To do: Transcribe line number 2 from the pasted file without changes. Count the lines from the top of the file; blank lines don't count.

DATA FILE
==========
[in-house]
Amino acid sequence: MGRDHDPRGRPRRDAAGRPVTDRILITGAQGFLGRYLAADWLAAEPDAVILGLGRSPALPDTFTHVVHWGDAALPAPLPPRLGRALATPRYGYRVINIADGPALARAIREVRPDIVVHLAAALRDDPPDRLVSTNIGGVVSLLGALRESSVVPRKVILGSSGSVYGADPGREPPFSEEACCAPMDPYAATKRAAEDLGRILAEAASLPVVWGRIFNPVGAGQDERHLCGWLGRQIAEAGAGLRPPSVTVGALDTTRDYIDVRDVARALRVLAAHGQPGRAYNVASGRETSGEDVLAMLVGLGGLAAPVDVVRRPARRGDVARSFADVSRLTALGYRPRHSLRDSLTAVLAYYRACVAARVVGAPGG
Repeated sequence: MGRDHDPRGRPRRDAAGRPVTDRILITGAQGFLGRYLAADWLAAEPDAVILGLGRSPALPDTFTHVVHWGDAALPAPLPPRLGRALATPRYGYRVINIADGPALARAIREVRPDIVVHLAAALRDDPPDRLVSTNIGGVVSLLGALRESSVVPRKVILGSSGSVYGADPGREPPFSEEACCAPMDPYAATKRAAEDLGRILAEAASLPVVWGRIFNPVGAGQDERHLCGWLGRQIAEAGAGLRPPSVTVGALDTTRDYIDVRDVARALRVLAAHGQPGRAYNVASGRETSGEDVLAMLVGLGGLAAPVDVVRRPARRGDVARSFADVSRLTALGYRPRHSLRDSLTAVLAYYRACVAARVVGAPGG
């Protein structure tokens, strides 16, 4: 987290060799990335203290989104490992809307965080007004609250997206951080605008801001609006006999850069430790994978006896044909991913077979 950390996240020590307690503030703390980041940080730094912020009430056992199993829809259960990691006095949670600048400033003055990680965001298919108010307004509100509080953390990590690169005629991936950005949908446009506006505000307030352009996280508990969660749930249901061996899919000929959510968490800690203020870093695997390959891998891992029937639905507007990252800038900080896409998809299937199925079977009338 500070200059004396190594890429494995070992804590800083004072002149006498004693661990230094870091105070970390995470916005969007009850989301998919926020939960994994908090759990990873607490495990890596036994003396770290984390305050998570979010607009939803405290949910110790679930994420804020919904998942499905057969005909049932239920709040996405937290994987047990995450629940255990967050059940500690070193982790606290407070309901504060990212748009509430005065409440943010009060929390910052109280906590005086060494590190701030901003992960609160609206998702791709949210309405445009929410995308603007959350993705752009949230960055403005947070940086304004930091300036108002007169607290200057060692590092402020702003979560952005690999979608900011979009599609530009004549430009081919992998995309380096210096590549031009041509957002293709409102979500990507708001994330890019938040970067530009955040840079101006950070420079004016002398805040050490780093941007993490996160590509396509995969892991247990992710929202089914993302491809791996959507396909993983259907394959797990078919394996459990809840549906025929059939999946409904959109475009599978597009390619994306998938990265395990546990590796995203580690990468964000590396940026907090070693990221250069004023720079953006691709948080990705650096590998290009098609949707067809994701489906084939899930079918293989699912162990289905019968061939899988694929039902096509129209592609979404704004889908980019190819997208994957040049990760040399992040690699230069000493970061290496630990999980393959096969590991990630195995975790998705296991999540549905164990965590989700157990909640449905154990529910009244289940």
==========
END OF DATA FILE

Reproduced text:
Amino acid sequence: MGRDHDPRGRPRRDAAGRPVTDRILITGAQGFLGRYLAADWLAAEPDAVILGLGRSPALPDTFTHVVHWGDAALPAPLPPRLGRALATPRYGYRVINIADGPALARAIREVRPDIVVHLAAALRDDPPDRLVSTNIGGVVSLLGALRESSVVPRKVILGSSGSVYGADPGREPPFSEEACCAPMDPYAATKRAAEDLGRILAEAASLPVVWGRIFNPVGAGQDERHLCGWLGRQIAEAGAGLRPPSVTVGALDTTRDYIDVRDVARALRVLAAHGQPGRAYNVASGRETSGEDVLAMLVGLGGLAAPVDVVRRPARRGDVARSFADVSRLTALGYRPRHSLRDSLTAVLAYYRACVAARVVGAPGG